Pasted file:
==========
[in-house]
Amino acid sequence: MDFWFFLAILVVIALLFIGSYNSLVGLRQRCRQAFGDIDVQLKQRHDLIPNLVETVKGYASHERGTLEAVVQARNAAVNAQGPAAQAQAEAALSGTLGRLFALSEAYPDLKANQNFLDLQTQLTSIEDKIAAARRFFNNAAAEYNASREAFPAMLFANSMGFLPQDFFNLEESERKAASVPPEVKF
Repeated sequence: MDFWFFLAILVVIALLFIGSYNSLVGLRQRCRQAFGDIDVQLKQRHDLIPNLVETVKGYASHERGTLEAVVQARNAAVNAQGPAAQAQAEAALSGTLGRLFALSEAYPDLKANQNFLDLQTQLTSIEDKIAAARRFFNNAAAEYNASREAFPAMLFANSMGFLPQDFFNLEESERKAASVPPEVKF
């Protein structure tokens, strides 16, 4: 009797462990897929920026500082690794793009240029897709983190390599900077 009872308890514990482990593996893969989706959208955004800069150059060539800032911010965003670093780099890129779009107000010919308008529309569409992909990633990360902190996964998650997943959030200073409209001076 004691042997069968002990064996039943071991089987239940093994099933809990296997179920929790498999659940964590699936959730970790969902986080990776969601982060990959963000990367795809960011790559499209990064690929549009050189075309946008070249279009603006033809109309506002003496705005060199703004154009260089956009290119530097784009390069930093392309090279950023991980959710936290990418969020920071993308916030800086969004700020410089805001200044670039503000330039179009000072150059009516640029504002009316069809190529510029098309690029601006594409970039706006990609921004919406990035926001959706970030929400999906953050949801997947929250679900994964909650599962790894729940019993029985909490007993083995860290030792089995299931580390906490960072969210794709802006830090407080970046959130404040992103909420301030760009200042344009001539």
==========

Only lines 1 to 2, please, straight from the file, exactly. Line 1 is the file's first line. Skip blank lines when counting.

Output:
[in-house]
Amino acid sequence: MDFWFFLAILVVIALLFIGSYNSLVGLRQRCRQAFGDIDVQLKQRHDLIPNLVETVKGYASHERGTLEAVVQARNAAVNAQGPAAQAQAEAALSGTLGRLFALSEAYPDLKANQNFLDLQTQLTSIEDKIAAARRFFNNAAAEYNASREAFPAMLFANSMGFLPQDFFNLEESERKAASVPPEVKF